Morbidity Rate of Depression

depression_pictures_-_Google_SearchIf you feel depressed, your life may shorten. According to results of a study released recently which followed the lives of 3400 Canadian adults from 1952 to 1992, people with depression experienced a shorter life span than those without it. A depressed man, age 25, for example, could expect to live another 39 years; but without depression he could live 51 years.

Perhaps surprisingly, suicides did not account for this. Few of the subjects committed suicide. Depressed people died in the same way others did–heart disease and cancer, for example.  One of the doctors in the research team pointed out that people receiving treatment for depression and received treatment for diabetes and heart disease.

Is Depression “Weakness”?

Depressed people tend to think of themselves as “weak”, but in reality, depression is a disease like any other, with effective treatments available, such as medications and talking.

Women, in particular, may feel a “sense of shame” over mental health symptoms, according to John Hamilton, Mountainside Treatment Center in Canaan, Conn.  They may feel they need to be the rock of the family. “They might even have people around them saying, ‘Snap out of it, you have kids,'” said Hamilton. “But depression is no different from any other chronic disease,” he said. “We need to have a compassionate, nonjudgmental approach to it.”

Job’s Healing

We see in Job the effectiveness of talking. For a week, he couldn’t, but after his three wisdom colleagues rallied to his side, patiently sat with him, and themselves mourned his sad state, Job marshaled the courage to put his depressed feelings into words (Chapter 3). He first curses his life of suffering, preferring instead the peace of the grave. then he launches into five “Why?” questions. Job’s behavior reflects a healthy response to unusually devastating losses. The rest of the book allows him more opportunity to unload on his friends, and on God, preparing him to receive an appropriate response from the Almighty (Chapters 38-41). In spite of the depth of his original despair, he rallies to confront God. Through his belief in a personal God who he could address, and his colleagues support, Job avoided suicide.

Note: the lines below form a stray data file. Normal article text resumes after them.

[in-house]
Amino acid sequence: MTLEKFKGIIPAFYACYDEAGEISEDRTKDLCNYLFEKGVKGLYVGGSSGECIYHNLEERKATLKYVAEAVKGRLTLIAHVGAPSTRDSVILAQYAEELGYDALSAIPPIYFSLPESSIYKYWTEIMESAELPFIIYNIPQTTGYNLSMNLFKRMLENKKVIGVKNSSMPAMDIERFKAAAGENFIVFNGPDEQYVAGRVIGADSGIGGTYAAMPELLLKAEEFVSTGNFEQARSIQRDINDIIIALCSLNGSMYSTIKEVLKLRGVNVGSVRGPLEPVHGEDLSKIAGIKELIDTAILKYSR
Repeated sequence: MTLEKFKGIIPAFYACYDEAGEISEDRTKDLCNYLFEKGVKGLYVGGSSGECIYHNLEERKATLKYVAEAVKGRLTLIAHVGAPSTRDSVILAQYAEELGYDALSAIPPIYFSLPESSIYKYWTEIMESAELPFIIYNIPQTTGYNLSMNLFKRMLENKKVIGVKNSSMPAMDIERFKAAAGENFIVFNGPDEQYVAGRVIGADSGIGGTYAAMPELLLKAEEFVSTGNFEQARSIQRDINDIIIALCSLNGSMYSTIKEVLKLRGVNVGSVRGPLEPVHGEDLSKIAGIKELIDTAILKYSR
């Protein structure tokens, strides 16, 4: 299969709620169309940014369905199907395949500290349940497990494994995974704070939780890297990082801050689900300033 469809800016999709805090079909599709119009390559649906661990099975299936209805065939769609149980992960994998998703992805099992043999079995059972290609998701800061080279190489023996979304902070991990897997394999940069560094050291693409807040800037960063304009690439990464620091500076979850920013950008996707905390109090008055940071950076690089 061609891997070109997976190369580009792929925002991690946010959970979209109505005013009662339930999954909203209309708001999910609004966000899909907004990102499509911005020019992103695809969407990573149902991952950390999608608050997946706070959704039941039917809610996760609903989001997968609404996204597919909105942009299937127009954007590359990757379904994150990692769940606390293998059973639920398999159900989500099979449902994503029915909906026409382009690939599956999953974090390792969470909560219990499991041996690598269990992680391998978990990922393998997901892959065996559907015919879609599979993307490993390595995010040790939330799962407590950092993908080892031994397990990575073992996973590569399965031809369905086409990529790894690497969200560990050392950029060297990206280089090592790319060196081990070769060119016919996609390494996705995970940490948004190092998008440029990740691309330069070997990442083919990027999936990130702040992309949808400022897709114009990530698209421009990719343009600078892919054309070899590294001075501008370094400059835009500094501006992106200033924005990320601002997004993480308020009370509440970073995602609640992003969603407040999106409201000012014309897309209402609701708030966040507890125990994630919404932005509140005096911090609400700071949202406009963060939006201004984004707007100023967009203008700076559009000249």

If you experience depression, how well do you care for your physical health? Do you have other serious illnesses? What are you doing to manage your complex life?

[Sources: Picture:                                                                    Article: Stephen Gilman, Sc.D., acting chief, health behavior branch, U.S. National Institute of Child Health and Human Development, Bethesda, Md.; Aaron Pinkhasov, M.D., chairman, behavioral health, NYU Winthrop Hospital, Mineola, N.Y., and associate professor, clinical psychiatry, Stony Brook University School of Medicine, Stony Brook, N.Y.; John Hamilton, L.M.F.T., L.A.D.C., chief clinical outreach officer, Mountainside Treatment Center, Canaan, Conn.; Oct. 23, 2017, CMAJ, online]


About Grose

Gordon Grose loves most to write, speak, and preach on the message of hope from the book of Job. Using drama, video, and PowerPoint, he has preached and presented this message of hope to churches around the country. Grose pastored three congregations 25 years, then served 12 years as a pastoral counselor in a Portland, Oregon counseling clinic. He now serves with Good Samaritan Counseling Services, Beaverton, OR. A graduate of Wheaton College (IL), Gordon-Conwell Theological Seminary, Brandeis University, and Boston University, he comes from a rich and varied background in theological and counseling training. In 2015, Gordon published Tragedy Transformed: How Job's Recovery Can Provide Hope For Yours, a book about turning to Job for hope after tragedy. If you have experienced life challenges or personal tragedy, visit his Transforming Tragedy ( blog to learn more. provides a sample of Gordon's speaking as well as an opportunity to purchase copies of his book.
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